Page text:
I was waiting to go to court in the bullpen (that was the room all the kids sat in behind the courtroom.) My little brother was with me because we got arrested together. I didn’t do anything wrong, it was him that committed the crime. But the cops had to arrest me too for some unknown reason. We were sitting there, getting along with all the other young thugs, when some cops (not guards) came and called my brother out of the room. They took him right across the tiny hall into another empty bullpen room.

Within just a moment, I heard bing, bang, pow! Someone was fighting and throwing things. One of the kids who stood at the door and could see into that room said to me, “They’re beating your brother up!”

I jumped up and ran out the door- that was my instinct as a big brother. Before I got close enough to see what was happening, a big, fat black guard stepped in front of me and punched me in the face. I counter punched him at the same time. I immediately put my hands up as I backed up, and said, “I’m sorry, it was a reaction. I really didn’t mean it.” But he kept coming, and now his nose started bleeding.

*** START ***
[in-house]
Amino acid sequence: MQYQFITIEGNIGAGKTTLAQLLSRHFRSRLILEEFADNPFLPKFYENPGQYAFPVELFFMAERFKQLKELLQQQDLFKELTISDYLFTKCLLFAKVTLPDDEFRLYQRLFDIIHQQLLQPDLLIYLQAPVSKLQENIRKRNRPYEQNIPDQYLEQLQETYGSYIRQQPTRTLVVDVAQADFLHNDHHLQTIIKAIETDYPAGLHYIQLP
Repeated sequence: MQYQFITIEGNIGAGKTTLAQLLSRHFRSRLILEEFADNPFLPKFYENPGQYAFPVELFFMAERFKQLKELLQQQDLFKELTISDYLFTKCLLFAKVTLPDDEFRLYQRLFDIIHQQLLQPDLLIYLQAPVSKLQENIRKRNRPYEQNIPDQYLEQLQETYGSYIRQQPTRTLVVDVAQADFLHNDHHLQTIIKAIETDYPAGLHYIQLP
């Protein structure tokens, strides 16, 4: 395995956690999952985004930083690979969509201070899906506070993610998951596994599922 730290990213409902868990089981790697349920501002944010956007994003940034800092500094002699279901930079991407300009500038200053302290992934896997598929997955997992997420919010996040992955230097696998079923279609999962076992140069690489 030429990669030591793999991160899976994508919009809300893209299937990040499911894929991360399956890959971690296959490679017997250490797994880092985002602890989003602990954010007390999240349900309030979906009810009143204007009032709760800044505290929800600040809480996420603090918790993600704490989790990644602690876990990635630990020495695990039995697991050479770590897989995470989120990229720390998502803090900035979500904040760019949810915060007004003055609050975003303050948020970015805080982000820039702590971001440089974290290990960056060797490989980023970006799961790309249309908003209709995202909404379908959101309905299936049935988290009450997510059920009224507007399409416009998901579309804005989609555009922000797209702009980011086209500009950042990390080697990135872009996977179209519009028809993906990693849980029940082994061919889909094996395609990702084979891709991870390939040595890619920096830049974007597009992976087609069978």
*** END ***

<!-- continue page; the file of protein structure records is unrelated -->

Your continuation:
I was a pretty good boxer in those days. I spent several summers at a boxing club and learned from a few of the best Golden Glove boxers in San Francisco and Chicago. Plus, my Uncle was a boxer and used to slap box with me a lot.

This guard was way bigger than me, and I kept walking backward, begging, “Please man, I didn’t mean it, it was a reaction to your hit. You got me too. Stop man, don’t make me do it.” I ran out of floor space and started fighting him. I was nailing him left and right, and he missed every time. He was huge and slow. And I was young and fast. He fell on the floor, all dazed.